[Mirror] Misola, Mark Gil

Summer 2012

Aliens Defacing Ph Web: Beat the Rap

The act of intercepting, defacing and/or interrupting website, which happened to one of our primer universities, is violative of the Electronic Commerce Act of 2000, which provides hacking, cracking and piracy as a crime. Republic Act 8792 Sec. 33 (a) provides that hacking or cracking is the unauthorized access in a computer system including the introduction of computer viruses, stimulated to alter, corrupt, steal, or destroy existing design, which in effect cause break-ins or interruption to computer system, which is punishable by a fine from 100 thousand to maximum parallel to the damage suffered by the owner with imprisonment from 6 months to 3 years.

The intent of the framers of the law is to give protection over the interest of the public in general, as the creation of technology and internet advance in the market across the globe and to provide punishment for those who are to violate. The act of foreign internationals in defacing or interfering with our computer systems or website in the absence of our knowledge and consent is a clear defiance of our law and should never be condoned but condemn by our government. The law is clear where it does not exclude foreign hackers. Ergo, a foreigner may be subjected upon the commission of this act. The law and the Philippine Internet community condemn the action of the hacker or hackers for it impairs the legal rights of the owner to his intellectual property or creation. Hacking per se is not immoral or unlawful for we need hackers to test the viability and strength of our computer system. However, hacking should never be misunderstood by the contemporary internet genius for it might bring confusion and harm to the entire Internet industry.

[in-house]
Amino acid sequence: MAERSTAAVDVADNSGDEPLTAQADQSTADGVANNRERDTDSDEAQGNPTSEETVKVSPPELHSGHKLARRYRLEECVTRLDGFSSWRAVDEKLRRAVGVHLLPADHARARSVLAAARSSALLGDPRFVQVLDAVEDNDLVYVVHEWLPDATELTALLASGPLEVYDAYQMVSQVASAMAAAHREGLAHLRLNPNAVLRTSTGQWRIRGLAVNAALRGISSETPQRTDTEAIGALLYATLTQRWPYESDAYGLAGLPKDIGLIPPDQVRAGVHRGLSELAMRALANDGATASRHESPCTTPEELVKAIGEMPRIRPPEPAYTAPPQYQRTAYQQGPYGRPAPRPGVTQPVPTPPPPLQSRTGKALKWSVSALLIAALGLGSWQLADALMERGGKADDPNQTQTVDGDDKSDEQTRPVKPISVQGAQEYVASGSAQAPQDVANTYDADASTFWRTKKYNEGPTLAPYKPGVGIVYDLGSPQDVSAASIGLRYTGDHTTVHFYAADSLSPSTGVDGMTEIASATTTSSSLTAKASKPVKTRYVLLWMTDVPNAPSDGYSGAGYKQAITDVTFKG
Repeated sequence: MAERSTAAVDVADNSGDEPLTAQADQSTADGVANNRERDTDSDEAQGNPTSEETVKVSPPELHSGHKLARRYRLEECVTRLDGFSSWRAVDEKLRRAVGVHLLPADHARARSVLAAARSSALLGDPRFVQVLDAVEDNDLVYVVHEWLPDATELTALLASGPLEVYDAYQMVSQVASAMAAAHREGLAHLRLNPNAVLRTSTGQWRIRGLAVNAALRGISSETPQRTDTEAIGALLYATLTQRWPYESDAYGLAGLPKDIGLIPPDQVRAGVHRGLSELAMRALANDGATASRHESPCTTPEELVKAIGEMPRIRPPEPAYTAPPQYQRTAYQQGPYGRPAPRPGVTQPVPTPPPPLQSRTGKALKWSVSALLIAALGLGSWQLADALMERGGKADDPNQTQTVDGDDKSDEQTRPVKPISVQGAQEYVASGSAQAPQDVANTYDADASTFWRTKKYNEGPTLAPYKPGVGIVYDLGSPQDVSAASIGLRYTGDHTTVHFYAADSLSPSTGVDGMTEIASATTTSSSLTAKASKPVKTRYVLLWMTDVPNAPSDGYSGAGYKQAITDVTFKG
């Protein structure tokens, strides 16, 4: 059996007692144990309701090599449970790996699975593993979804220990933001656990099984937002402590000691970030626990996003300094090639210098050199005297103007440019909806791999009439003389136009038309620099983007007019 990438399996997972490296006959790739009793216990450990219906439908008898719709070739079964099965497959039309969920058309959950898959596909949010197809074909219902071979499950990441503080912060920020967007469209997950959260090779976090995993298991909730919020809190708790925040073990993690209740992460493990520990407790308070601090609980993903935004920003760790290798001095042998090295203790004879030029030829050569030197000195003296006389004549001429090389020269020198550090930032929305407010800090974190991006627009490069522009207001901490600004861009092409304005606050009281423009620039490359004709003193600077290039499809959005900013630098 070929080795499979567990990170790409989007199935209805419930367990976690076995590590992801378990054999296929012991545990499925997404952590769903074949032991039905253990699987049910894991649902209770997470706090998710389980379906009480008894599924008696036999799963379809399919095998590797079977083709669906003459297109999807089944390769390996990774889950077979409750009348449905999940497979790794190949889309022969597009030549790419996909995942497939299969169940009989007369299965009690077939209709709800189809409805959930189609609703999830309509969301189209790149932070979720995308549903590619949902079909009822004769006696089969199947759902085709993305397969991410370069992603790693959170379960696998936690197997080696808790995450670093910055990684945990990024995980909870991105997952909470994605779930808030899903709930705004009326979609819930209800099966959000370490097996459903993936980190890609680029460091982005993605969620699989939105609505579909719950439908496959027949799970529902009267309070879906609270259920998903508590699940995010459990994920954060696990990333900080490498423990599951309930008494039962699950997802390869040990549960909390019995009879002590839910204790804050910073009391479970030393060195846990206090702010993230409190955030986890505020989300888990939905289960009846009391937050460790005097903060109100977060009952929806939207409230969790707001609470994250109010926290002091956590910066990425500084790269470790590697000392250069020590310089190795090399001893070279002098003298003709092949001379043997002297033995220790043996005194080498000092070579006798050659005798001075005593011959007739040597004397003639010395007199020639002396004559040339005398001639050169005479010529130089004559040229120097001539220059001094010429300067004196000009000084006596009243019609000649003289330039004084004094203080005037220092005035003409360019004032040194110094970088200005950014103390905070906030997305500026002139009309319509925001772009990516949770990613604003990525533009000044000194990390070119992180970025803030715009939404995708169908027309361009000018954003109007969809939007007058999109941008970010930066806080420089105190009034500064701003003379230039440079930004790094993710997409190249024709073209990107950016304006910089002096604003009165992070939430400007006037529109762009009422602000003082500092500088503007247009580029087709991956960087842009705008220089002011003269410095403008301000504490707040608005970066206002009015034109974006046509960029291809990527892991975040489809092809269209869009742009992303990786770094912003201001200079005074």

Given the fact that foreign nationals may be subjected to this law, a more important issue will arise, as to whether or not our court could have a control over the person of the foreign nationals and as to how would you make them liable?

To deal with this matter, we have to go back with the issue of jurisdiction. Jurisdiction as defined is the power of the court to try cases. The court cannot however, enforce a judgment against a person or thing over which it has no authority. “Traditionally, a court can gain personal jurisdiction over a party only if the party has a connection to the geographic area in which the court sits.” http://legal-dictionary.thefreedictionary.com/jurisdiction Thus, the principle of territoriality is a ground to establish personal jurisdiction. There would be no question if the defendant is of the same country. However, trouble lies if the parties involved are of different states, such as the case above.